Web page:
In addition, you need the GNU implementation of the `make' utility, also known as `gmake', and a POSIX implementation of the commands `rm' and `rmdir'.

Finally, since GTKMathplot is based on GTK+ and on the Cairo graphics library, these libraries should be both installed on your system before GTKMathplot can be compiled and built. GTKMathplot requires at least

  • version 1.6.0 of Cairo and
  • version 2.18.0 of GTK+, or any version of GTK+ from 3.0 on.

GTK+ and Cairo are nowadays integral part of every GNU/Linux system. However, not all GNU/Linux distributions install by default also the development files of these libraries. Since these files are required to compile GTKMathplot, you should make sure that they are actually installed before trying to build GTKMathplot (otherwise, the building process will fail). You can download and install the software packages with Cairo and GTK+ development files by using the package manager of your GNU/Linux distribution. On Debian GNU/Linux and its derivatives (like Ubuntu and Mint), this can be accomplished by issuing the following commands in a terminal window:

  • sudo apt-get install libcairo2-dev
  • sudo apt-get install libgtk2.0-dev

In alternative, you can use synaptic or the software manager of your distribution. Be prepared that the first of these commands could require that you enter the password of a privileged user (the root/administrator password or your user password, depending on how you configured your system) to start the installation. If you prefer to build GTKMathplot using the version 3.x of GTK+ (which I will call GTK+3 for brevity) instead of version 2.x (GTK+2), then you should install the development files of GTK+3 together with/in alternative to the ones of GTK+2:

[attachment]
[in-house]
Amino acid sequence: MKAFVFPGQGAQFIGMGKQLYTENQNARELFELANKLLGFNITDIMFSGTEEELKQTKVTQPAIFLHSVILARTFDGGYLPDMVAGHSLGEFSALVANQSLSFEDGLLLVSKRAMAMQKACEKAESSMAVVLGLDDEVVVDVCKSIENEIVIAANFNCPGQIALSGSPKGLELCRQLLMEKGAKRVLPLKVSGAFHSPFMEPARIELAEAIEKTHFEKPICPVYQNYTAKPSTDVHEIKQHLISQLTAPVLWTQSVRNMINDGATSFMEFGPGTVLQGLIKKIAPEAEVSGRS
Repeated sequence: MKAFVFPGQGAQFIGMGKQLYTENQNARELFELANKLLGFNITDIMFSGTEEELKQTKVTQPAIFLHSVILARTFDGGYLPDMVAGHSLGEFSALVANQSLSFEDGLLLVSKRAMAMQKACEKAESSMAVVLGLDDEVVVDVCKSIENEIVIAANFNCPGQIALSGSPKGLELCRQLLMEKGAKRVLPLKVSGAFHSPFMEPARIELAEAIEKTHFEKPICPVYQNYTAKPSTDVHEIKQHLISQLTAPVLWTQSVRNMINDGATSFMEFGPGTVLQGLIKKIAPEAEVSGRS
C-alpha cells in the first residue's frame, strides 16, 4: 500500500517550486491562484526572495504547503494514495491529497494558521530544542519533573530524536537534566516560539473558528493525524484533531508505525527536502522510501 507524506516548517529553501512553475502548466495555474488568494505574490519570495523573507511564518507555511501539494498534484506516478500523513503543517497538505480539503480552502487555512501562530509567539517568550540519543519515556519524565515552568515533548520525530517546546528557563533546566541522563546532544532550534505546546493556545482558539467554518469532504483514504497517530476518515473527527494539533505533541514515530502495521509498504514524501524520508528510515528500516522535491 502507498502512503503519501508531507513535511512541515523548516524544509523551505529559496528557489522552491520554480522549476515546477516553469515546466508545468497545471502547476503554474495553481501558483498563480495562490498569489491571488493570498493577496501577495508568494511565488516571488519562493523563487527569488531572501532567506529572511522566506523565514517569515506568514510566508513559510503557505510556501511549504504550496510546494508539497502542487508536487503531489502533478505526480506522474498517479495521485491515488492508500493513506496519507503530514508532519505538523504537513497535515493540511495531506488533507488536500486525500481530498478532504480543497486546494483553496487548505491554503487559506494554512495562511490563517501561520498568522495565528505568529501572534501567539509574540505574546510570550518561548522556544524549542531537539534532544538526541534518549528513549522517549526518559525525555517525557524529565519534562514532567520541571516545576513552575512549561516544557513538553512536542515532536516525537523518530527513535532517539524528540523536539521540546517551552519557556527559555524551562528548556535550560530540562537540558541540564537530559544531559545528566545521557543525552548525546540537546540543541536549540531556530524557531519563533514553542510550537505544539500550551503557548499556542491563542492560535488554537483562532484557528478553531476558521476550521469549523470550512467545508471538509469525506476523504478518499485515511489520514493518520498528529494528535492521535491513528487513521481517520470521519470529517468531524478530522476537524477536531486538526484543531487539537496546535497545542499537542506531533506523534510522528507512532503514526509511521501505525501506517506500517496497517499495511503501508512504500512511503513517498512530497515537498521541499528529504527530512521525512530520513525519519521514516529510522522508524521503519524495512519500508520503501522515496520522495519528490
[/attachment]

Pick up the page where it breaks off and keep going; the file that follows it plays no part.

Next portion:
• sudo apt-get install libgtk-3-dev

Configuration, building and installation of GTKMathplot can be performed from the directory with the source files of the program either through:

make install

or through:

make -f makefile.gtk3 install

if you prefer to compile GTKMathplot against GTK+3 instead of GTK+2.

Of course, I assume here that you know:

  • how to unpack the tar.gz archive with the source code of GTKMathplot,
  • how to open a terminal window, and
  • how to issue in the terminal the command to move to the directory with the source files of the program.

Only after performing these operations you can enter one of the build (make) commands above.

By default, `make install' will install all the files in `/usr/local/bin' and `/usr/local/doc/gtkmathplot'. You can specify an installation prefix other than `/usr/local' by changing the definition of PREFIX in `makefile' or `makefile.gtk3' before launching the build command. For better control, you can change the definition of BINDIR, but this is not advisable.

If later you want to remove GTKMathplot, you can do it by issuing a simple `make uninstall'.

Remark: The makefiles provided with GTKMathplot use by default gcc as compiler. You can choose another compiler by redefining the CC variable at the beginning of the makefile.


For questions and issues related to GTKMathplot you can contact me per email by writing to <ivprimi (at) libero (dot) it>. Please, put GTKMathplot in the subject and indicate:

  • which operating system you are running,
  • the compiler used to build GTKMathplot (please specify also the version),
  • the version of GTK+ and Cairo which GTKMathplot has been built with.

Before writing an email be sure to run the latest stable version of GTKMathplot, I do not provide support for older versions.


I want to thank all the people till now involved in the Free Software community, starting from those ones directly involved in the GNU project ( Without their great work, this little one would have never been done.

./freedom.png ./valid-xhtml10.png

Author: Ivano Primi <ivprimi (at) libero (dot) it>

Date: 2013-05-26 20:19:20 CEST

HTML generated by org-mode 6.33x in emacs 23